Very good (and tied with the Barton for wine of the night) was this '97 Poggio Alle Mura. I should buy more Brunellos (though we need to work down our ridiculous inventory).

People very rarely bring white wines to these tastings, but someone brought a GrĂ¼ner Veltliner. I correctly guessed that it was Austrian (only because I was being contrary, Alcase and Germany having already been taken), though I thought it was a Riesling. Keith picked it for wine of the night (switching from our Duckhorn).


I've had the Guado Al Tasso before, this '99 was disappointing.


Speaking of disappointing, we all expected a lot more from this '98 Latour.

06 August 2009

Stimulus: working? (part 2)

The stimulus exists in at least two contexts: economic and political. In the political context, it is difficult to find any facts at all amongst the withering barrage of partisanship; I'll leave that to others. In the economic context, the stimulus is (as I mentioned last month) just getting started and unlikely to solve everything in any case.

The Economist is a great journal: believers in markets, but not blind to other arguments, relentlessly thoughtful and pragmatic. This brief analysis of a speech by Christina Romer suggests that there is some evidence that the stimulus package is having some (ahem, positive) impact.

To be honest, I remain encouraged by the current administration. Faced with an immediate economic crisis created entirely before they arrived, they have done about as much as was politically viable. The most pressing mid-term financial problem of our nation appears to be health care, and that's getting attention. Finally, there is the deficit. While I fervently hope that the recovery within Obama's first term will be sufficient to talk about addressing the deficit, I am dubious.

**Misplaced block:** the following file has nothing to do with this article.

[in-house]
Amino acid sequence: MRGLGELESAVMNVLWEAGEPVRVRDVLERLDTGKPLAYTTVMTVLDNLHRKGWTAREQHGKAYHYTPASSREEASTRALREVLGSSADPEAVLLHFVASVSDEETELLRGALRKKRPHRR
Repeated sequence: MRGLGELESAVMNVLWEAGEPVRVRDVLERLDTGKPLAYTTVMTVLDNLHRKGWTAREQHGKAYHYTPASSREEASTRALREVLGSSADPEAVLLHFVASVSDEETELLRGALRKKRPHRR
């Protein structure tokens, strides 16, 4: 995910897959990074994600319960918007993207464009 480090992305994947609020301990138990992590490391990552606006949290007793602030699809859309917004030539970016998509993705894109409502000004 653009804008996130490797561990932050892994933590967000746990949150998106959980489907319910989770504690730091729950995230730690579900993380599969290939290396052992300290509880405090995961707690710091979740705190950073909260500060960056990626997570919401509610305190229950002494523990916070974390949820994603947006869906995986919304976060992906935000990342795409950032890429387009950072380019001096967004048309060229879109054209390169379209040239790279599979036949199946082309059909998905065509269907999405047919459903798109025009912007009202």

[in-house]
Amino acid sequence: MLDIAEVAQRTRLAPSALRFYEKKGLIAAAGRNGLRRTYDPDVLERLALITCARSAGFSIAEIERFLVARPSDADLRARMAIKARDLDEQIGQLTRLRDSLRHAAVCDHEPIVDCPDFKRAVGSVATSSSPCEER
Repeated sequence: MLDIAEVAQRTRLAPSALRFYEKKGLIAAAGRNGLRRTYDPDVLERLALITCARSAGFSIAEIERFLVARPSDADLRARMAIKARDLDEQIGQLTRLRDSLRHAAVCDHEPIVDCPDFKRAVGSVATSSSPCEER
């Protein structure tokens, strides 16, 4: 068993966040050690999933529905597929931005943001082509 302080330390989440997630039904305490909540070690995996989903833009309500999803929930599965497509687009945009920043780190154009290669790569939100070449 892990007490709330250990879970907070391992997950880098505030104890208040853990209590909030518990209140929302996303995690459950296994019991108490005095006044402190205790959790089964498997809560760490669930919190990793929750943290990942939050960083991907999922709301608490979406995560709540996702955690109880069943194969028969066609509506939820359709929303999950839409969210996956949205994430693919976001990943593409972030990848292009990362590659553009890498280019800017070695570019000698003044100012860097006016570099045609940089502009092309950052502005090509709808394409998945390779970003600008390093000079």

It is well documented that I supported Obama before the election, so perhaps that's just confirmation bias. If it is at all possible to be objective, it is quite difficult.

03 August 2009

How to avoid ever getting hired

Our litigious society.

Liberty Matters

Here's a really good article from Forbes making a compelling case that the Gates arrest was unconstitutional. Lately, we seem to be in a hurry to piss away the liberties that our forebears worked so hard to earn. The first amendment applies even when you're being rude to a police officer.

Bruce Schneier writes on security, and points out in this article that not only is government surveillance bad in the libertarian sense, it is a real security exposure.

02 August 2009

Too Much Time on Their Hands

There are some amusing reviews at Amazon for this unlikely product.